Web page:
Is the Journey to Work Explained by Urban Structure?
Basic to several key issues in current urban economic theory and public policy is a presumption that local imbalances between employment and residential sites strongly influence people's commuting patterns. We examine this presumption by finding the commuting pattern for the Los Angeles region in 1980 which would minimise average commuting time or distance, given the actual spatial distributions of job and housing locations. We find that the amount of commuting required by these distributions is far less than actual commuting, and that variations in required commuting across job locations only weakly explain variations in actual commuting. We conclude that other factors must be more important to location decisions than commuting cost, and that policies aimed at changing the jobs-housing balance will have only a minor effect on commuting.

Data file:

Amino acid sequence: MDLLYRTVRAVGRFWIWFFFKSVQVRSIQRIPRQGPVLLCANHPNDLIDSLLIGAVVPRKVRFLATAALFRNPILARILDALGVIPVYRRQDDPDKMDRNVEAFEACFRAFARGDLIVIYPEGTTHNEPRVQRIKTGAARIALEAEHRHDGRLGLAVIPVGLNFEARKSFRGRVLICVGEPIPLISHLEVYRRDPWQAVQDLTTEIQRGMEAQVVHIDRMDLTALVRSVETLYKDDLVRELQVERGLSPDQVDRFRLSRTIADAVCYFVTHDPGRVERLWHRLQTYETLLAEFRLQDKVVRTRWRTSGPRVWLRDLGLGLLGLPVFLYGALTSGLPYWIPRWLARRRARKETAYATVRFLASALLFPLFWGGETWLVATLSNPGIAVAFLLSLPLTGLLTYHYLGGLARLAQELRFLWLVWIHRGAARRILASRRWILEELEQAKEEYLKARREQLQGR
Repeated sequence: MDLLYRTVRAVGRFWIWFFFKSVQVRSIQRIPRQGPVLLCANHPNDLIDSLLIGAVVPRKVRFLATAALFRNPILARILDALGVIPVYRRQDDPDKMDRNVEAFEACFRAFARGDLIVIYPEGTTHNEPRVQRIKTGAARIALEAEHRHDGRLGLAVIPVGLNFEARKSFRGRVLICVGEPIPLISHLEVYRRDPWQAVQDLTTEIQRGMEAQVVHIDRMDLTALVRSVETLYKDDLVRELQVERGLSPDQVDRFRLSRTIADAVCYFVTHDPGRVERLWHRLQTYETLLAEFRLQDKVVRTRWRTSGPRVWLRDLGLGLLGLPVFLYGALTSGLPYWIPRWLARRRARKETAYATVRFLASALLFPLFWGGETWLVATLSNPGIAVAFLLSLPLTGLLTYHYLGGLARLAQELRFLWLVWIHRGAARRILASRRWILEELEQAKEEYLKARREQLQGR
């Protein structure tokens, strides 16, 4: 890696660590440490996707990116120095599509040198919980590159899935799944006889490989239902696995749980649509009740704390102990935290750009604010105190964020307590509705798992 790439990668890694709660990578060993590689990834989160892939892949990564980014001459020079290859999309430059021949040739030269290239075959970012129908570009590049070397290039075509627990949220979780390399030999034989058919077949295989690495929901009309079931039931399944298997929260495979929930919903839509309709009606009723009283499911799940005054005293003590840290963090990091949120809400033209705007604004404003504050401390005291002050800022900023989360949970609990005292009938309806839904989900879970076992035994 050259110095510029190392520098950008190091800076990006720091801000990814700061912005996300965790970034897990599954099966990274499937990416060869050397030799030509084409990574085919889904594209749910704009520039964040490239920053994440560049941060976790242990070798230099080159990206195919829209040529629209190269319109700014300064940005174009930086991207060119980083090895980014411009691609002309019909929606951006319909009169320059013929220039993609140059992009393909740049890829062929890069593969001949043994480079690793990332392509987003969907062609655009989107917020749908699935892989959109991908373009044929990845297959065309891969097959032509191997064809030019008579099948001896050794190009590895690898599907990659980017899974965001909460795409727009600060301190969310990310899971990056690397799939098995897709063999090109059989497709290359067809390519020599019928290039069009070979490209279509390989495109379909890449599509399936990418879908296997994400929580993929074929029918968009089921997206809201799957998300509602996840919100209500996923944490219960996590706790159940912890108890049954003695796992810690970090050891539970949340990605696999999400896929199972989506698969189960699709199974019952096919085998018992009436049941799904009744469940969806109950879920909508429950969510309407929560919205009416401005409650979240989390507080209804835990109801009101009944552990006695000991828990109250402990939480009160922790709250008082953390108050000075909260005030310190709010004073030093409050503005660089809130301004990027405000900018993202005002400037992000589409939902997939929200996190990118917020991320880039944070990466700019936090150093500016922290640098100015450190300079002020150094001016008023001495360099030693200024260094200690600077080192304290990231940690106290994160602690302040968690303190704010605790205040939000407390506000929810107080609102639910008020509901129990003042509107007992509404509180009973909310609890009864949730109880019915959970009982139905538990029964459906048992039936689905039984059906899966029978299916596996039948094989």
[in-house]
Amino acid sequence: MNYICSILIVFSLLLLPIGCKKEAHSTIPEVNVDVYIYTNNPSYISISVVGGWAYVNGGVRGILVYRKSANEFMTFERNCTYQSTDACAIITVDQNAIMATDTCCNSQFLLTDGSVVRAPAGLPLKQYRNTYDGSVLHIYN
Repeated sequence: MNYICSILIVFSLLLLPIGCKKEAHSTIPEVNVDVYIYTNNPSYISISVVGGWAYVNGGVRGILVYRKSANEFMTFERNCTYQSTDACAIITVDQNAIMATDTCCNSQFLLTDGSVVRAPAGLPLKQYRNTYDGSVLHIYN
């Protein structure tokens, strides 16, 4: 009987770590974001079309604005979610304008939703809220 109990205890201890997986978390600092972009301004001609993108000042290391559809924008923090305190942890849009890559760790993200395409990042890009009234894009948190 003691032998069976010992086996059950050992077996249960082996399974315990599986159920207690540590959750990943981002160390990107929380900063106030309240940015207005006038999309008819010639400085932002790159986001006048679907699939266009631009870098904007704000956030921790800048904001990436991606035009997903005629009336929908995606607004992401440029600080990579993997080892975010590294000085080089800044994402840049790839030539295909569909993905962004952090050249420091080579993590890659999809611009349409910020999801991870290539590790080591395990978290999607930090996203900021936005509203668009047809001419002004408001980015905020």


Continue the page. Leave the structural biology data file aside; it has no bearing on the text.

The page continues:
|Date of creation:||01 Jan 1993|
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